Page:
Thursday, September 17, 2015

Getting to Know Copper, Brass and Bronze

Collectively known as "The Red Metals," copper, brass, and bronze are quite different from one another and can be difficult to tell apart if you don't work with them every day. Therefore, here are some facts about these three metals that can help you tell the difference:


A fantastic conductor of electricity and heat, copper is most commonly used in electrical wiring and plumbing. The metal has a brownish red finish and is very flexible and adaptable. It can be heated and stretched and readily tolerates being soldered. Copper is not at all magnetic and has antibacterial properties that have historically been used to purify water. This metal is pure and is not an alloy.


Brass is an alloy made from adding zinc and other elements to copper. The elements added to brass give it its color, so it can be any hue from red to yellow. Because it often looks like gold, brass is a popular choice for plumbing fixtures, door knockers, and other accents. It is slightly magnetic, but it takes a very powerful magnet to attract it. Brass is not as durable as copper and can corrode or crack.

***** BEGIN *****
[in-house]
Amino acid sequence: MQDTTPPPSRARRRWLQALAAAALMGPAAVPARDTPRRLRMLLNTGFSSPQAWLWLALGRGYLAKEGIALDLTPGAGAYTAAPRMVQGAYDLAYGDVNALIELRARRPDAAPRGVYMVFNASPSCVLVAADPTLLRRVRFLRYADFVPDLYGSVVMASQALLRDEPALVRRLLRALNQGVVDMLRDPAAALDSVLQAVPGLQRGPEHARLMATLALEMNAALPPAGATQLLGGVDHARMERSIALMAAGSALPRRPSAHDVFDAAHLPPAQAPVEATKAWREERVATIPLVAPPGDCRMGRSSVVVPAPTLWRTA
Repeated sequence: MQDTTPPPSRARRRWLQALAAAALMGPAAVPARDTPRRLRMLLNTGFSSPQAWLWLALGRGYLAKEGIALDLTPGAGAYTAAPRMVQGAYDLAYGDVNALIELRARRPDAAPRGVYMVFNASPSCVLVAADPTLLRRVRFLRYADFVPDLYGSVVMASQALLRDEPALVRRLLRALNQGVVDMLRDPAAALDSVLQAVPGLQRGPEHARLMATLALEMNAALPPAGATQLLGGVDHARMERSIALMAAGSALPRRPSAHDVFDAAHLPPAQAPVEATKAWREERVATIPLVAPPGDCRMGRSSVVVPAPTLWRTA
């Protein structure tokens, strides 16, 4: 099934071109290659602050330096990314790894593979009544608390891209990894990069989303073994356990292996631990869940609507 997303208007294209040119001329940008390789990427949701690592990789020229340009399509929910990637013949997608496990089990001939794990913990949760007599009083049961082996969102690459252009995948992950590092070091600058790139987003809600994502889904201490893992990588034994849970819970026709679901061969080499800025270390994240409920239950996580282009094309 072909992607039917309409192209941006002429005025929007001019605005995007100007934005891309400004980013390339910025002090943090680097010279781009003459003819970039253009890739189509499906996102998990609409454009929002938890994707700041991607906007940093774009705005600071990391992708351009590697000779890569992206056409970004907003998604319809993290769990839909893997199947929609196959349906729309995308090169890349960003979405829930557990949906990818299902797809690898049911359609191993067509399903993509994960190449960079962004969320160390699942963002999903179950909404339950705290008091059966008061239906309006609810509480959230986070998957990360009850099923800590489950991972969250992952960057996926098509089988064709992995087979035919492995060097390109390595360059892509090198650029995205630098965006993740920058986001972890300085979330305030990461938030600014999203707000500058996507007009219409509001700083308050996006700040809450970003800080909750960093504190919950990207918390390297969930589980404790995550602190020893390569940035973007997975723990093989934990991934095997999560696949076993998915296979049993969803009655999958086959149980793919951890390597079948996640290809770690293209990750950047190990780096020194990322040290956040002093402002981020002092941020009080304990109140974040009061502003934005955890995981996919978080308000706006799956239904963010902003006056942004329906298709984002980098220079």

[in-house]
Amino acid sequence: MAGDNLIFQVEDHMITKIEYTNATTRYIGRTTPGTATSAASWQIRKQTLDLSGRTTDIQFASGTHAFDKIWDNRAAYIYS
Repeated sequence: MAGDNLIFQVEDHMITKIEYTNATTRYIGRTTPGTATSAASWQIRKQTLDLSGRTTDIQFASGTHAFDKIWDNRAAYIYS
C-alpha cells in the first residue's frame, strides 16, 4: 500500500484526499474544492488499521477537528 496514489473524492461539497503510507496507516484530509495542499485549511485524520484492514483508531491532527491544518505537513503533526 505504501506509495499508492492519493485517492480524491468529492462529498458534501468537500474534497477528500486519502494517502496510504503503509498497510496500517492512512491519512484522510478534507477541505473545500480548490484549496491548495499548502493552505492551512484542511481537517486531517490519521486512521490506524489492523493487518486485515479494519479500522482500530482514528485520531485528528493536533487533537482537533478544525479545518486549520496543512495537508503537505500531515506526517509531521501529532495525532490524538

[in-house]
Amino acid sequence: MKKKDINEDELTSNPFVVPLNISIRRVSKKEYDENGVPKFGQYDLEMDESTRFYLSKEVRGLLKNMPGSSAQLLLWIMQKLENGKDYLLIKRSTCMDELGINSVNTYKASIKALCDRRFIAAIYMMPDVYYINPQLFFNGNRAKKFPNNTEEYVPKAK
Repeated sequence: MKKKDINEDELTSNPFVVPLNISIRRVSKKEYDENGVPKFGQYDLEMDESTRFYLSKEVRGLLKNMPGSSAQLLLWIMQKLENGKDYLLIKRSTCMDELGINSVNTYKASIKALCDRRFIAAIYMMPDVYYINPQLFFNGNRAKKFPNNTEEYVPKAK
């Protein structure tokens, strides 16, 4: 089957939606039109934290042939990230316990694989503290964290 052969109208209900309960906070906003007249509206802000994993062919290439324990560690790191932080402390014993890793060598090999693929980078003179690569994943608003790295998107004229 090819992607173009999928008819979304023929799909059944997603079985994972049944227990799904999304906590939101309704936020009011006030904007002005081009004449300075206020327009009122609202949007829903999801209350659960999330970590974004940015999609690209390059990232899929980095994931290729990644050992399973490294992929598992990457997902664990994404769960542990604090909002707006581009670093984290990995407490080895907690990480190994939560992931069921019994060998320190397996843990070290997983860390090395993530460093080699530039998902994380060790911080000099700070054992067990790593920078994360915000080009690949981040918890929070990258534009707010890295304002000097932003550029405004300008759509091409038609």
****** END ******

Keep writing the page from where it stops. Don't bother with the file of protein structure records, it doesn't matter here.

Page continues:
Like brass, bronze is an alloy that starts with copper. Instead of adding zinc, metallurgists add tin, arsenic, phosphorus, aluminum, manganese, or silicon to create bronze. These additions make bronze stronger than copper. It can't be flexed, but it does withstand corrosion extremely well, which is why it is used in ships and musical instruments. Like brass it is somewhat like gold in color, but bronze contains small rings that brass does not.

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